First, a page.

It happens every year. It starts with a few deep breaths, followed by tears. As the calendar creeps closer to June 23rd, the heartache grows deeper. The nights become long as my restless body thinks about the past. My heart pounds quickly as my mind travels back to five years ago. And the tears give way to quiet sobs of sadness. How can one day bring so much happiness, yet so much pain? As a grieving parent, I cherish every single memory of my children, even the heartbreaking moments.
Life never goes completely as planned, but you learn to adapt. After years of trying to conceive, my husband and I were ecstatic to be pregnant with triplets. My early pregnancy was blissful and we began to think that we would finally get the picture-perfect life we dreamed of. But nothing prepared us for the rocky road in front us. No parent ever plans to say goodbye to their child.
Our triplets were born in June, and at 22 weeks gestation, they arrived on the edge of viability. Our first daughter passed away two hours after birth. Our son spent his entire two months of life in the Nicu, before he passed away in our arms. It’s an outer body experience holding your child as they take their last breath on earth. It’s unfathomable and something only a parent who has lost a child could fully understand. As a parent, my motherly instincts pushed aside the grief as I gently rocked my baby boy. He only saw strength and love through my tears as he closed his eyes one final time.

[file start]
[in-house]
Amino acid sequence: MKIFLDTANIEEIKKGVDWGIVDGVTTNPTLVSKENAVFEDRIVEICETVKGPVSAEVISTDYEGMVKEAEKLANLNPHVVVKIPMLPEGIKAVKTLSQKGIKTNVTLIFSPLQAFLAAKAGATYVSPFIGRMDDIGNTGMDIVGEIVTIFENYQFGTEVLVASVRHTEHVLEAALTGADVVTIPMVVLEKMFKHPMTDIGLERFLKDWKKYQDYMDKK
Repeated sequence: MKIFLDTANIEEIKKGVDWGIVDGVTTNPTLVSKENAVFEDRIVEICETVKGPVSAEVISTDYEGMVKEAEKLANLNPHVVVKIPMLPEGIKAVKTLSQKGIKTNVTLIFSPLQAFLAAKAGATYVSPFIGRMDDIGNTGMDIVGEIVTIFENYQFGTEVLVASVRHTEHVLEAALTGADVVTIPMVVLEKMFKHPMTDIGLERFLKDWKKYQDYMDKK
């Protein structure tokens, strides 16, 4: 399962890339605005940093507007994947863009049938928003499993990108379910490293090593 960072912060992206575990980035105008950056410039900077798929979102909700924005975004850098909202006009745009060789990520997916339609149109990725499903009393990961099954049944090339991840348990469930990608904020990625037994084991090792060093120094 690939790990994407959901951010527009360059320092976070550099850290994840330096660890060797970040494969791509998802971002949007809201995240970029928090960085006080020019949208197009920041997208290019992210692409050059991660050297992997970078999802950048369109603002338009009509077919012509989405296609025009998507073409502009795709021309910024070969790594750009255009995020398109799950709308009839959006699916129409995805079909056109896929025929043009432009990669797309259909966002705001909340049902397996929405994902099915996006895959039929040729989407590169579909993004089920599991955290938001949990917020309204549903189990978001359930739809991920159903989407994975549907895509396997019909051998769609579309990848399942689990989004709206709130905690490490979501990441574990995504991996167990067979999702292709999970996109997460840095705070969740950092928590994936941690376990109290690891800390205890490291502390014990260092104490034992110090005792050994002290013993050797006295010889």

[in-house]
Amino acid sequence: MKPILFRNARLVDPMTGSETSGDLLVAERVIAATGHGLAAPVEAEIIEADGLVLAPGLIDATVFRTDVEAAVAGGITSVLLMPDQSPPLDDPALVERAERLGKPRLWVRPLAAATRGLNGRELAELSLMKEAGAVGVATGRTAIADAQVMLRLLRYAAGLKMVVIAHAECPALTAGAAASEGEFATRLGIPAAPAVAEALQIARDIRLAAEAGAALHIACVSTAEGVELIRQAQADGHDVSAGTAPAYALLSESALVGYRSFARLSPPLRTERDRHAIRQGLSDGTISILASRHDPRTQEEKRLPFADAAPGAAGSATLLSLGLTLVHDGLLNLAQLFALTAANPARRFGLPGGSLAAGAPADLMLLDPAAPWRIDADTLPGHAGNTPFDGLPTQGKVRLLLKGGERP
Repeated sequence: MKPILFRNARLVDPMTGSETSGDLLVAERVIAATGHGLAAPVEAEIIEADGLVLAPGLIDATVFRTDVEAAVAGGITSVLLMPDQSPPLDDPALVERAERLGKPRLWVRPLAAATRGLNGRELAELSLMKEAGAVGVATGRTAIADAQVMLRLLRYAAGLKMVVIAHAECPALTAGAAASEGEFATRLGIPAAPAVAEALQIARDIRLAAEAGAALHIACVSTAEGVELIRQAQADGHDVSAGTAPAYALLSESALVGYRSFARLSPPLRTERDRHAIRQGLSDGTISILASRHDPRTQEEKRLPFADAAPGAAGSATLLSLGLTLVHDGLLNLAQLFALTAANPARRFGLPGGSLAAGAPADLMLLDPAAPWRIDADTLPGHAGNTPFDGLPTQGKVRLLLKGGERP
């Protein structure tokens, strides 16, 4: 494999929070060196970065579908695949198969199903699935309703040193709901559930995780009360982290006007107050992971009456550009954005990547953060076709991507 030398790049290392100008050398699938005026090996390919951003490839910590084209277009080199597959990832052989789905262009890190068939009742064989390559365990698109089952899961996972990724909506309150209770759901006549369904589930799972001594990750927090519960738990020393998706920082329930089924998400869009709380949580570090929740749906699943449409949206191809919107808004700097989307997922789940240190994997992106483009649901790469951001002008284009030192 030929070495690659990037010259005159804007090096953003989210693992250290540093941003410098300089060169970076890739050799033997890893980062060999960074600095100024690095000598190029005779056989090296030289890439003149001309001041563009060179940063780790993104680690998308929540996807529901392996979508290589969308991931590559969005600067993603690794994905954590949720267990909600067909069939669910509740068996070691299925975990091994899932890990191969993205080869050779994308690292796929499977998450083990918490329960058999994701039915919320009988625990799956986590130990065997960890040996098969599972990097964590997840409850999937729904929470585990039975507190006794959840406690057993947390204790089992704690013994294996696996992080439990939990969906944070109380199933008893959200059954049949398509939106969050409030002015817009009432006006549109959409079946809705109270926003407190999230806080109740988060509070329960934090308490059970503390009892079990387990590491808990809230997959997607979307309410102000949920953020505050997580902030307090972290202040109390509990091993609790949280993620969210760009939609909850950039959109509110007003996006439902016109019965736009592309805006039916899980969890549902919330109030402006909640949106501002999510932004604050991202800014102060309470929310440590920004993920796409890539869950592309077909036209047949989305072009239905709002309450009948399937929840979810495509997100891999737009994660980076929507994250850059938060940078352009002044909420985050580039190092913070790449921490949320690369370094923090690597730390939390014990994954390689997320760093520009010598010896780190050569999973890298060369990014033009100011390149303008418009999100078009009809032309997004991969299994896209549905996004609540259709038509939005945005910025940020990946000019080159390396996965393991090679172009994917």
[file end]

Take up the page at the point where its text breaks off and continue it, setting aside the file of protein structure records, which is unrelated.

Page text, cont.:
As the summer months approach each year, I can’t help but replay every single moment leading up to my triplets’ birth. And while the season should be filled with pool parties, popsicles and lazy mornings, my days are a mix of fond memories riddled with pain and sadness. I cry as think back to July first, the day of my firstborn’s funeral. I smile as I think of the first time my children opened their eyes to see the world. And I feel nauseous as I replay the meeting doctors held when we found out the devastating news that our little boy was gravely.
It’s been nearly five years since my triplets were born, and even now, my memory hasn’t faded. So why would I torture myself with difficult memories? It’s easy—those are the only memories I have. For those us who have faced the unbearable experience of child loss, those heartbreaking moments are the few things we can embrace. We are given tangible keepsakes; the footprints, the tiny hats and hospital bracelets. But, it’s those few memories and pictures of our children that will have to last a lifetime.
As the years go by, I fear my memory will fade, and I pray to God those crystal clear moments will stay etched in my mind forever. While the early days were overpowered by emotional anguish, the pain and grief has lessened. No longer do I wonder if I could have done something to save my babies. No longer do I feel guilt that my body couldn’t protect my trio. Instead, I smile through the tears as I think of our amazing surviving triplet and her two siblings watching over us. As I watch my daughter so full of life and energy, I can’t help but think that a little part of them lives within her. I think back to the day my triplets were born and I’m reminded of the miracle of birth. All three of my babies existed, and that makes my heart swell with pride.